WASHINGTON, D.C., United States, July 22 (UNHCR) – Acclaimed British photographer and cameraman Sebastian Rich has worked in current affairs for more than 30 years. After joining Independent Television News (ITN) in 1980, he covered some of the world's biggest breaking stories. He later pursued a freelance career. Over the years he has also spent time focusing on humanitarian issues, and this year he began collaborating with the UN refugee agency in Africa and the United States. He reflects here on his craft, after a moving visit to the field:
Seven-year-old Mastoura Hasan, a resettled refugee from Sudan now a resident of Louisville in Kentucky, proudly shows her drawing of the Union flag while attending a cultural awareness class. Mastoura fled with her father, mother and three brothers from the Sudan amidst heavy fighting. They arrived in the United States last December. ©UNHCR/S.Rich
"I have tattoos; far too many. But doubts over my decision to be inked extensively vanish in the world's refugee camps. Children from many cultures have never seen tattoos and the sight of this rather large photographer, sleeves rolled up, with a veritable cornucopia of butterflies, flowers, and dolphins, causes much intrigue and mirth in little eyes.
For a few minutes while I am photographing and playing with the little ones they forget the horrors that brought them here, intrigued by the ink. The braver ones touch my arms and run away, then come back cautiously with huge smiles. Then it starts, all the children giggling at once, my interpreter bombarded with a hundred questions about my tattoos, as their smiles grow and grow.
Recently in a United Nations refugee agency camp in Maban County, South Sudan, a young girl of about seven years had been following me around as I photographed daily life. Every now and then a tiny warm hand would hold me gently by the wrist. I looked down to see her intently studying several butterflies. I asked my interpreter Mohammad what she was saying, to which he replied: "It is nothing Sebastian, just silly children's things."
I persisted and eventually Mohammad, somewhat embarrassed, told me. "She is saying it is so dirty in the camp with all the dust that she would like to take the butterflies from your arms and put them in her pockets to keep the wings clean and soft!"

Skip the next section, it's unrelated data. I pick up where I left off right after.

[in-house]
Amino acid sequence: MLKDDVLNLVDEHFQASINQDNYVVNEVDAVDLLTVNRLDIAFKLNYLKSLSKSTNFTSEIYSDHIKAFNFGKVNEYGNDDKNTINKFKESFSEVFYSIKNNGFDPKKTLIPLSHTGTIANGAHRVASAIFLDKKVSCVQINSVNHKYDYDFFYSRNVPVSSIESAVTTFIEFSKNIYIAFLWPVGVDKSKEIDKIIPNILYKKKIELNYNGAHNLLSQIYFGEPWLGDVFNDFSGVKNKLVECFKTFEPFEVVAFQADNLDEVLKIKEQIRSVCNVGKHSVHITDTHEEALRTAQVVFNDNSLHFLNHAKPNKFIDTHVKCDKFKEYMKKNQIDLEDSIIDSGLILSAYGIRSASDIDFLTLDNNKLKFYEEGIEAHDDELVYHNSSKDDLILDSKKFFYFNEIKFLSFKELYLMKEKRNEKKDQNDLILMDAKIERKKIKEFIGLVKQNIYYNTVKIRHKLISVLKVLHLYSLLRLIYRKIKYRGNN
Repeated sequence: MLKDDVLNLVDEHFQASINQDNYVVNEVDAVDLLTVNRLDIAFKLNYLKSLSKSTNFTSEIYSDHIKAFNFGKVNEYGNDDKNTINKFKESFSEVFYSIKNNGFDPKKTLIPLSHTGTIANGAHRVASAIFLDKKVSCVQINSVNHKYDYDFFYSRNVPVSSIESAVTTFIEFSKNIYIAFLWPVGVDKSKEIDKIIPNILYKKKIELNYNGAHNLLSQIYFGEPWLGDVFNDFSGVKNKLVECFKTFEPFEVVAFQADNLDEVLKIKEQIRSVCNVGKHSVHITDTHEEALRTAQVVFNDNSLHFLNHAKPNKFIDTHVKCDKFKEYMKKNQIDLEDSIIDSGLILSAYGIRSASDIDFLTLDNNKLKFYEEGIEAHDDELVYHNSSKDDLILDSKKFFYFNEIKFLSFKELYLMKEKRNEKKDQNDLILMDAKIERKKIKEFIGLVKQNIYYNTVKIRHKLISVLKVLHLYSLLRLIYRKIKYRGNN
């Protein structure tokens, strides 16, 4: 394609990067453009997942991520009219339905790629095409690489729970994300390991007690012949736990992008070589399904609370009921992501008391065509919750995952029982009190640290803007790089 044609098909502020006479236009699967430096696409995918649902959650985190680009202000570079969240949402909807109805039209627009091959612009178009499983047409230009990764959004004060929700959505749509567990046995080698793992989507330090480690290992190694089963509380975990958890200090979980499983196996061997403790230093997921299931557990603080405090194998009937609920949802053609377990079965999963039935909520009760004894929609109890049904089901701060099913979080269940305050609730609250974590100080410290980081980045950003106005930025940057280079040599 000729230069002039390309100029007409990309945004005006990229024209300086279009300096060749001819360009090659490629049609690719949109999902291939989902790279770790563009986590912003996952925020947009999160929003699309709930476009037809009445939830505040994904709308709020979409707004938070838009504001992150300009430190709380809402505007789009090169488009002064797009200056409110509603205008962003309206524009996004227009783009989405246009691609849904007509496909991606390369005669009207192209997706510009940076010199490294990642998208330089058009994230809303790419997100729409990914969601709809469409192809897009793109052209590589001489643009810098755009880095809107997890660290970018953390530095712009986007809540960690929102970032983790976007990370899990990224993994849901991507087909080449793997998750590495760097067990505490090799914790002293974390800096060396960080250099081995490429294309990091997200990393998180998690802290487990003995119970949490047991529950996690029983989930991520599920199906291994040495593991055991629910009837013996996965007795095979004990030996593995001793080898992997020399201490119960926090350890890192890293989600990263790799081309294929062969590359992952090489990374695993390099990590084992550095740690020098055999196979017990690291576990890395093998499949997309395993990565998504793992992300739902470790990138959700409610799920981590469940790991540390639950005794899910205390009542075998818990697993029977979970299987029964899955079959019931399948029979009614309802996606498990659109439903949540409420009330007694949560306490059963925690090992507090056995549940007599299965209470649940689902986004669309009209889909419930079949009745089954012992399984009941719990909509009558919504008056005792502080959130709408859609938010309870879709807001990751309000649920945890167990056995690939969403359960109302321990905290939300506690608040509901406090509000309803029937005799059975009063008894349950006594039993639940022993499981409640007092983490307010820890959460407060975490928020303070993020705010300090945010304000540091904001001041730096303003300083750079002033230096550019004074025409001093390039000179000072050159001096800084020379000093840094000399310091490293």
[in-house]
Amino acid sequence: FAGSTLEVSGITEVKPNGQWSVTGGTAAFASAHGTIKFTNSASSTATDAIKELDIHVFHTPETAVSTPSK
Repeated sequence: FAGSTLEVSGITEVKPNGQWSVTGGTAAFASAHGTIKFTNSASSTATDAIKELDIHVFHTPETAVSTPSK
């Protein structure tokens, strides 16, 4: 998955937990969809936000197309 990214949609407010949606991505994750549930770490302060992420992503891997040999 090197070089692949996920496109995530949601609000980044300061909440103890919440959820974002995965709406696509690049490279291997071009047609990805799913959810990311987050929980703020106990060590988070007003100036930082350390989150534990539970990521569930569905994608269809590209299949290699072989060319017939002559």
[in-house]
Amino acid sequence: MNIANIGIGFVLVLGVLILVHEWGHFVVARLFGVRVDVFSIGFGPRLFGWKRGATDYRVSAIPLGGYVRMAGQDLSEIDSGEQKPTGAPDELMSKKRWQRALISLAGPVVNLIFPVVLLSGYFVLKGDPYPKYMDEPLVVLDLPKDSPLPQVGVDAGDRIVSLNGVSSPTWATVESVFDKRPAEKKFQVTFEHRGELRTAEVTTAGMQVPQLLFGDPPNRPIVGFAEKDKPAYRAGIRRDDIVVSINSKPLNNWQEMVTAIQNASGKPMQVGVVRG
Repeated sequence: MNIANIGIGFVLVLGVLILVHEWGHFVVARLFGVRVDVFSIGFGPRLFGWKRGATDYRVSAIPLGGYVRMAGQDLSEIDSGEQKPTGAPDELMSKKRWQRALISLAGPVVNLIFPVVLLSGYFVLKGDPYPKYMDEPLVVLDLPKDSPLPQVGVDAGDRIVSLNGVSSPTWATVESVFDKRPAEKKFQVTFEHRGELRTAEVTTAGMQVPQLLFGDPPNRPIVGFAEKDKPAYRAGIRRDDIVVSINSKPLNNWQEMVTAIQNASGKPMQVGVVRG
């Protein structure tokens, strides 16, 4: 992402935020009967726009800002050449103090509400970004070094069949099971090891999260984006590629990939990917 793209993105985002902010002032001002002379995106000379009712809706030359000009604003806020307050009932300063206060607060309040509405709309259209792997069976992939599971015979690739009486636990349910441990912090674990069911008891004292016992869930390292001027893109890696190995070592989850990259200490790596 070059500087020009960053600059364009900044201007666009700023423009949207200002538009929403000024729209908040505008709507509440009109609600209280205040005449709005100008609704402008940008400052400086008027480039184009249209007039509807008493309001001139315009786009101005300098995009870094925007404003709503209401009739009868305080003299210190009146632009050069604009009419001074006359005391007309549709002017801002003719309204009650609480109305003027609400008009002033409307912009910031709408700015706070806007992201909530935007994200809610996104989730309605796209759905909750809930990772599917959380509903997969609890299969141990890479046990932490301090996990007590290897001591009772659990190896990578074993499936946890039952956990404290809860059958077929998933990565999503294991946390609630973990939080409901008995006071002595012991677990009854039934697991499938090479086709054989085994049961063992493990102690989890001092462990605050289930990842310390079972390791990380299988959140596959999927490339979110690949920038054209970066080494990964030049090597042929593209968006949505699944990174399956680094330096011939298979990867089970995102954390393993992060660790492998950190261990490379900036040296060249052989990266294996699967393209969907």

I stopped in my tracks. I have seen so much horror in my time as a photographer and most of it, thankfully as a self-protection mechanism, has been filtered out, but this little girl's innocence caused my world for a few minutes to crumble around me.
That evening in the camp, while editing my images, it struck me that I had never followed up refugee stories. News agencies on the whole don't want the other side of the coin – the success stories, the new lives found – these are not dramatic pictures of the dying, the starving, and the frightened.
But is that all we ever want to see? Why is good news so far down the running order? Sadly, I am part of the problem. Over the years I have photographed the horror and the hell because I know that there is an appetite for it. How sad is that!
In the last few days UNHCR has given me the opportunity to photograph resettled refugees in the United States in Louisville, Kentucky, and Charlotte, North Carolina. And what an enormous pleasure it has been – capturing new and exciting lives, people on the brink of discovery. Burmese, Bhutanese, Vietnamese, Afghans, Somalis, Congolese, Iraqi and Pakistani ... the list is almost endless, with the US taking in more than half of the world's resettled refugees.
From the South Vietnamese pilot who now helps other refugees and has been in Kentucky for 30 years, to a recent arrival from Democratic Republic of the Congo who had been in Charlotte, North Carolina just weeks, neither subject was photographed in a dramatic setting. In fact quite the opposite, mundane but new daily life rituals. The back-story behind the images of course is one of happiness found and an overwhelming sense of real freedom in their new home.
For me this week has been a journey that has completed a circle. To see the other side of the coin – hope realized and life given new meaning – lives without fear. These thoughts were often beyond comprehension in the camps.
These stories have tempered my cynicism somewhat, about man and war, and have shown me that there are good people that do succeed in bringing happiness and a safe haven to others. For this, I thank UNHCR and its partners deeply.
I feel now that I might, just might, be part of the solution not the problem, sometimes. Alas, my tattoos do not have quite the same cachet in the United States."